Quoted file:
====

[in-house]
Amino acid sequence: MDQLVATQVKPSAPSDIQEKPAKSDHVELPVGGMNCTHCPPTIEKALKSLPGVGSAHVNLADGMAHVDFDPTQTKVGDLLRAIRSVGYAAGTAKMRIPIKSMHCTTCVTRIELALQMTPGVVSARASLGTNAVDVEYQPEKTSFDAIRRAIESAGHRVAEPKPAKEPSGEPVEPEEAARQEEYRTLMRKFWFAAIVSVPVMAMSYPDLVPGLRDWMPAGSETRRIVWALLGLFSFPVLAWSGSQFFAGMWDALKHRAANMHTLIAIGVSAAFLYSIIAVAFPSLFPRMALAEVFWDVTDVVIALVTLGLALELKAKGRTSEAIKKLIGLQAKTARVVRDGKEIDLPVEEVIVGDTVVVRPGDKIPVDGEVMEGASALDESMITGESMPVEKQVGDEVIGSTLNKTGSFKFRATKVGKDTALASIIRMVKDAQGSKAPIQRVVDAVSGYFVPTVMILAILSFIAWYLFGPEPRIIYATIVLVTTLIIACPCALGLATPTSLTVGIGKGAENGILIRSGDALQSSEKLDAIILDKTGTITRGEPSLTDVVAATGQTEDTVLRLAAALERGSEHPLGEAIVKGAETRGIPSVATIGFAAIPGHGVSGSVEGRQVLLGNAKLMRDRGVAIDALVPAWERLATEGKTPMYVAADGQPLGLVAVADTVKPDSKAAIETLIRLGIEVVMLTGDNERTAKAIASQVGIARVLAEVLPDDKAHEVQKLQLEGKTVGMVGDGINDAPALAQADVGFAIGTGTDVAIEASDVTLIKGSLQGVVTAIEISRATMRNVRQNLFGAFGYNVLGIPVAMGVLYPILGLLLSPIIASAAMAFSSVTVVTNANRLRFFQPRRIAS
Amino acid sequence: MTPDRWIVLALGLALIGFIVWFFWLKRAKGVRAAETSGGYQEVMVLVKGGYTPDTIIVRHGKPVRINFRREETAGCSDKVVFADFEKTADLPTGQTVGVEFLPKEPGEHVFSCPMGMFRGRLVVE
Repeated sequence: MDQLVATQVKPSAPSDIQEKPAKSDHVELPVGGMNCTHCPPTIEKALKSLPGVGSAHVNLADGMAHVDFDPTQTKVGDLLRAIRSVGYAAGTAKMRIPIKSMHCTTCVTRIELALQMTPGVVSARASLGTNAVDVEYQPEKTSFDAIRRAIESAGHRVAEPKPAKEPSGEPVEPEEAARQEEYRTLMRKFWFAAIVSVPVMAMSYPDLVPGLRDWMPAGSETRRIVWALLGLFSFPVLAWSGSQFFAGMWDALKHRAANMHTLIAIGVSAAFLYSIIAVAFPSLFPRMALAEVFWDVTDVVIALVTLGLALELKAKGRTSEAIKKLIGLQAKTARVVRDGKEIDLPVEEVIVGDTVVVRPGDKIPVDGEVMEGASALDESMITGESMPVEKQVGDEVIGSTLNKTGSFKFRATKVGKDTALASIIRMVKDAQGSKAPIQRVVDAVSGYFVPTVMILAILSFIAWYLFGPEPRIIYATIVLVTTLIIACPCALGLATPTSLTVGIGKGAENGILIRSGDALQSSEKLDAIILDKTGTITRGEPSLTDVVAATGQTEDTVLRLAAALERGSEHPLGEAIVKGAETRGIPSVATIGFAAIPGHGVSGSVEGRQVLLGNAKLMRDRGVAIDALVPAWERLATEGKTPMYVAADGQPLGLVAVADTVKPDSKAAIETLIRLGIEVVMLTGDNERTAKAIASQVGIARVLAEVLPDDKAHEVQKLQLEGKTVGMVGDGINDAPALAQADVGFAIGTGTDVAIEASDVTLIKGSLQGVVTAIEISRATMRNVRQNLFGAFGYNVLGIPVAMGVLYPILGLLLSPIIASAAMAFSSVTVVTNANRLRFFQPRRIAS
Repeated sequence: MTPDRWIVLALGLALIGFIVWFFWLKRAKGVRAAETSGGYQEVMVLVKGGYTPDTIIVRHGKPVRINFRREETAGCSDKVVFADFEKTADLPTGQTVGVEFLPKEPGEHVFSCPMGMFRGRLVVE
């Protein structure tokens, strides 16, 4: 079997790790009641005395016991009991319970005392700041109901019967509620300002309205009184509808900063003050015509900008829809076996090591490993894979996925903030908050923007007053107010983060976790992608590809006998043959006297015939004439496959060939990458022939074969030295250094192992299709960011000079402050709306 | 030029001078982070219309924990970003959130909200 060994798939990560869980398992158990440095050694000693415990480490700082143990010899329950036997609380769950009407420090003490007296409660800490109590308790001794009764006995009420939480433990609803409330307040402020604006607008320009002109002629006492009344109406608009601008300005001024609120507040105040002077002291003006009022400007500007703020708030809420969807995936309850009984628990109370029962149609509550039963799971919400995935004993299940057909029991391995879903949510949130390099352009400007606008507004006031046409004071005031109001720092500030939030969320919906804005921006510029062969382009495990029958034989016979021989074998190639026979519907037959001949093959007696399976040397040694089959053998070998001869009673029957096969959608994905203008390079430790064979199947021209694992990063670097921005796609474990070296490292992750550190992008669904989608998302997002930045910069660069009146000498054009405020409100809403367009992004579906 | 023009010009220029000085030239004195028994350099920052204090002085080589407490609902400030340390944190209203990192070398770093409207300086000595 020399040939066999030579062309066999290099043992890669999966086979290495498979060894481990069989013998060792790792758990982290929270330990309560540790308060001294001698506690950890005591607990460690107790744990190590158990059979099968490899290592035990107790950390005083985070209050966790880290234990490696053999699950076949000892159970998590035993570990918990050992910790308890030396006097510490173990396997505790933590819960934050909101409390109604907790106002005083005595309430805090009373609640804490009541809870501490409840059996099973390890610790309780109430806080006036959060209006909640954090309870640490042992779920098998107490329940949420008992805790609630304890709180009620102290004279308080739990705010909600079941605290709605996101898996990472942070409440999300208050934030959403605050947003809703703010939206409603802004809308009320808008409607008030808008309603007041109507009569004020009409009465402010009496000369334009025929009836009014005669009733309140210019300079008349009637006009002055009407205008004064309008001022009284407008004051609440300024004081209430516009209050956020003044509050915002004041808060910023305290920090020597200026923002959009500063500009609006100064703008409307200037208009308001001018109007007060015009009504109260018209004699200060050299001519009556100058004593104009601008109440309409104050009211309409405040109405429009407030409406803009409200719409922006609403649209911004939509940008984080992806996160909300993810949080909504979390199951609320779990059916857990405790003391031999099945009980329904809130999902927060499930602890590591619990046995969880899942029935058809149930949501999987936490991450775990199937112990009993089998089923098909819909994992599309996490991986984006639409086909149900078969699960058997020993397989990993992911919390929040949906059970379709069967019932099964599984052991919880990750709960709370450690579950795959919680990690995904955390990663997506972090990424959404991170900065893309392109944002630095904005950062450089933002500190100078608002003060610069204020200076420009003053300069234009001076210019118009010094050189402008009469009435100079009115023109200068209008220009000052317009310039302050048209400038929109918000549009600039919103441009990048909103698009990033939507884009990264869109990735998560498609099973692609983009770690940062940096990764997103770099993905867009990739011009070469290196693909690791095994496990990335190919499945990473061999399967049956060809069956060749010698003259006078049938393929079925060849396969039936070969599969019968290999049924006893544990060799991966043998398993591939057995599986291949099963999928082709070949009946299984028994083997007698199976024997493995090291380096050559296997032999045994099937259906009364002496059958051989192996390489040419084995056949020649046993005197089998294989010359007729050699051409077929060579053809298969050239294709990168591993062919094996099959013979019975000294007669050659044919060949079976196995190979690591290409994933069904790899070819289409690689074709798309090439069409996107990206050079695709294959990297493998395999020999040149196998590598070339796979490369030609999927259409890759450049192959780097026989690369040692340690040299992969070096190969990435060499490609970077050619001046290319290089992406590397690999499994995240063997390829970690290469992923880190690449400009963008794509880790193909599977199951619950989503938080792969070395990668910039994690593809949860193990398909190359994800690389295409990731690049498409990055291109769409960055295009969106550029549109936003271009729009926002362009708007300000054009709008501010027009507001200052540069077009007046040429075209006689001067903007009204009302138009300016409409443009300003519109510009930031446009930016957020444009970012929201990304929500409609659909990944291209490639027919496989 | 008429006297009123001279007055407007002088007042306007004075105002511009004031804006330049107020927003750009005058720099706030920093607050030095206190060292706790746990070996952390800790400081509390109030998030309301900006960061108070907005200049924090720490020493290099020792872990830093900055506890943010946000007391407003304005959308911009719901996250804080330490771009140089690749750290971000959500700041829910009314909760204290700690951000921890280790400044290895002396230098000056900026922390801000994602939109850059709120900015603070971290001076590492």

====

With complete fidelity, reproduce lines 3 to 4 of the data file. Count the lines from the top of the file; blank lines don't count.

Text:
Amino acid sequence: MTPDRWIVLALGLALIGFIVWFFWLKRAKGVRAAETSGGYQEVMVLVKGGYTPDTIIVRHGKPVRINFRREETAGCSDKVVFADFEKTADLPTGQTVGVEFLPKEPGEHVFSCPMGMFRGRLVVE
Repeated sequence: MDQLVATQVKPSAPSDIQEKPAKSDHVELPVGGMNCTHCPPTIEKALKSLPGVGSAHVNLADGMAHVDFDPTQTKVGDLLRAIRSVGYAAGTAKMRIPIKSMHCTTCVTRIELALQMTPGVVSARASLGTNAVDVEYQPEKTSFDAIRRAIESAGHRVAEPKPAKEPSGEPVEPEEAARQEEYRTLMRKFWFAAIVSVPVMAMSYPDLVPGLRDWMPAGSETRRIVWALLGLFSFPVLAWSGSQFFAGMWDALKHRAANMHTLIAIGVSAAFLYSIIAVAFPSLFPRMALAEVFWDVTDVVIALVTLGLALELKAKGRTSEAIKKLIGLQAKTARVVRDGKEIDLPVEEVIVGDTVVVRPGDKIPVDGEVMEGASALDESMITGESMPVEKQVGDEVIGSTLNKTGSFKFRATKVGKDTALASIIRMVKDAQGSKAPIQRVVDAVSGYFVPTVMILAILSFIAWYLFGPEPRIIYATIVLVTTLIIACPCALGLATPTSLTVGIGKGAENGILIRSGDALQSSEKLDAIILDKTGTITRGEPSLTDVVAATGQTEDTVLRLAAALERGSEHPLGEAIVKGAETRGIPSVATIGFAAIPGHGVSGSVEGRQVLLGNAKLMRDRGVAIDALVPAWERLATEGKTPMYVAADGQPLGLVAVADTVKPDSKAAIETLIRLGIEVVMLTGDNERTAKAIASQVGIARVLAEVLPDDKAHEVQKLQLEGKTVGMVGDGINDAPALAQADVGFAIGTGTDVAIEASDVTLIKGSLQGVVTAIEISRATMRNVRQNLFGAFGYNVLGIPVAMGVLYPILGLLLSPIIASAAMAFSSVTVVTNANRLRFFQPRRIAS